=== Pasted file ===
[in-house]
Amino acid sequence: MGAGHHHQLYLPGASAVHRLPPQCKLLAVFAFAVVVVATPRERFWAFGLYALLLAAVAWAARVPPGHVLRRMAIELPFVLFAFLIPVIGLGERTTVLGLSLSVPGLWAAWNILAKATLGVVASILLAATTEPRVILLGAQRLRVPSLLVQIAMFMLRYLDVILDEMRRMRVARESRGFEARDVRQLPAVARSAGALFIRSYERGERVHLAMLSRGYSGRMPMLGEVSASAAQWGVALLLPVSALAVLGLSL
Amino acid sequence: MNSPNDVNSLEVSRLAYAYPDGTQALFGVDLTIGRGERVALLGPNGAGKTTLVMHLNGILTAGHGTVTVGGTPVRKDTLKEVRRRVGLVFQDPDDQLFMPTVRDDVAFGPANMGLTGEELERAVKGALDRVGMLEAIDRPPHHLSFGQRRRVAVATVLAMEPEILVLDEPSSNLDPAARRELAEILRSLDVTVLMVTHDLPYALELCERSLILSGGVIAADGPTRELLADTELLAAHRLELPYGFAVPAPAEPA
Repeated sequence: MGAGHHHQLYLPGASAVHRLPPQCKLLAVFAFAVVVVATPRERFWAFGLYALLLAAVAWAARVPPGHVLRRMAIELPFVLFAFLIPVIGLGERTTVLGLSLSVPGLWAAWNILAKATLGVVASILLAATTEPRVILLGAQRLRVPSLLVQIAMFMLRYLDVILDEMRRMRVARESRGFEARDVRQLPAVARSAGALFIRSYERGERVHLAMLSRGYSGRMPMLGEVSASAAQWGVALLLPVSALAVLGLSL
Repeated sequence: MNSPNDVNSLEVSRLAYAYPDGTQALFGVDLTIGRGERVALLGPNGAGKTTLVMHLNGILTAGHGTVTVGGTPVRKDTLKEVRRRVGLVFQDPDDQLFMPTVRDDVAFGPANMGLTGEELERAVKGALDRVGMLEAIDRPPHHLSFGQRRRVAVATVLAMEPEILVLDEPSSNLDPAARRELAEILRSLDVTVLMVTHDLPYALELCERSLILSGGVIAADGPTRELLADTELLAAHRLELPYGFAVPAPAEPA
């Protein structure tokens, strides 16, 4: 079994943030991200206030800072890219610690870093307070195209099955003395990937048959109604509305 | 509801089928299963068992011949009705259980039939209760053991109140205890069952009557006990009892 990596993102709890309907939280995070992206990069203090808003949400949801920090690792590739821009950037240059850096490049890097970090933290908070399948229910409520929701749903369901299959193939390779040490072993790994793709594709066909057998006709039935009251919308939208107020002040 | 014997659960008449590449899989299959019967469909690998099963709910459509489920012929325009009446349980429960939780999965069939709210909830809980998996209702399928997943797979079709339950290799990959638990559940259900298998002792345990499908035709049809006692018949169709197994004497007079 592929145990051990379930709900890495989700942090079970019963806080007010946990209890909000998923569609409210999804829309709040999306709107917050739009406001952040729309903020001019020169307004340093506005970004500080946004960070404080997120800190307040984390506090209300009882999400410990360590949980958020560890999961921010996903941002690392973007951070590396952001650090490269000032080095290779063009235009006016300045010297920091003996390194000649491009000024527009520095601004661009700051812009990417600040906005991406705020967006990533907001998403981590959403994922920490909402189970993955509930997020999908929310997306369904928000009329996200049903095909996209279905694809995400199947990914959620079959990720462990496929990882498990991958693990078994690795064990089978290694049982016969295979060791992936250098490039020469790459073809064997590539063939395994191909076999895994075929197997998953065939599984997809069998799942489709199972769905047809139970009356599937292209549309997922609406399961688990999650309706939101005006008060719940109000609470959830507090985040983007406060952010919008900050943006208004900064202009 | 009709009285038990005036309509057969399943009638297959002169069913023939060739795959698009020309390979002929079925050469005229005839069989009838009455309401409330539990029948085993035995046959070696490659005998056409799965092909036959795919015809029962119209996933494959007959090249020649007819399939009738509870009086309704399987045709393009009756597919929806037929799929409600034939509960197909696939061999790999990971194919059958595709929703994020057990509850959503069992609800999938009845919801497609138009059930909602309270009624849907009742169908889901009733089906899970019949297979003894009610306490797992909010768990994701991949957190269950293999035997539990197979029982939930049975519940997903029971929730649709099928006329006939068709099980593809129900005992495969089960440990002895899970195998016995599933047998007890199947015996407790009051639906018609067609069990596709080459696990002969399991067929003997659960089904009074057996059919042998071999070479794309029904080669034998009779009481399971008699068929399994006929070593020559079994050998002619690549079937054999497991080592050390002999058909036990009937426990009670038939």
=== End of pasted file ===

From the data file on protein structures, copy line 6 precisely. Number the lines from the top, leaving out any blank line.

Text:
């Protein structure tokens, strides 16, 4: 079994943030991200206030800072890219610690870093307070195209099955003395990937048959109604509305 | 509801089928299963068992011949009705259980039939209760053991109140205890069952009557006990009892 990596993102709890309907939280995070992206990069203090808003949400949801920090690792590739821009950037240059850096490049890097970090933290908070399948229910409520929701749903369901299959193939390779040490072993790994793709594709066909057998006709039935009251919308939208107020002040 | 014997659960008449590449899989299959019967469909690998099963709910459509489920012929325009009446349980429960939780999965069939709210909830809980998996209702399928997943797979079709339950290799990959638990559940259900298998002792345990499908035709049809006692018949169709197994004497007079 592929145990051990379930709900890495989700942090079970019963806080007010946990209890909000998923569609409210999804829309709040999306709107917050739009406001952040729309903020001019020169307004340093506005970004500080946004960070404080997120800190307040984390506090209300009882999400410990360590949980958020560890999961921010996903941002690392973007951070590396952001650090490269000032080095290779063009235009006016300045010297920091003996390194000649491009000024527009520095601004661009700051812009990417600040906005991406705020967006990533907001998403981590959403994922920490909402189970993955509930997020999908929310997306369904928000009329996200049903095909996209279905694809995400199947990914959620079959990720462990496929990882498990991958693990078994690795064990089978290694049982016969295979060791992936250098490039020469790459073809064997590539063939395994191909076999895994075929197997998953065939599984997809069998799942489709199972769905047809139970009356599937292209549309997922609406399961688990999650309706939101005006008060719940109000609470959830507090985040983007406060952010919008900050943006208004900064202009 | 009709009285038990005036309509057969399943009638297959002169069913023939060739795959698009020309390979002929079925050469005229005839069989009838009455309401409330539990029948085993035995046959070696490659005998056409799965092909036959795919015809029962119209996933494959007959090249020649007819399939009738509870009086309704399987045709393009009756597919929806037929799929409600034939509960197909696939061999790999990971194919059958595709929703994020057990509850959503069992609800999938009845919801497609138009059930909602309270009624849907009742169908889901009733089906899970019949297979003894009610306490797992909010768990994701991949957190269950293999035997539990197979029982939930049975519940997903029971929730649709099928006329006939068709099980593809129900005992495969089960440990002895899970195998016995599933047998007890199947015996407790009051639906018609067609069990596709080459696990002969399991067929003997659960089904009074057996059919042998071999070479794309029904080669034998009779009481399971008699068929399994006929070593020559079994050998002619690549079937054999497991080592050390002999058909036990009937426990009670038939």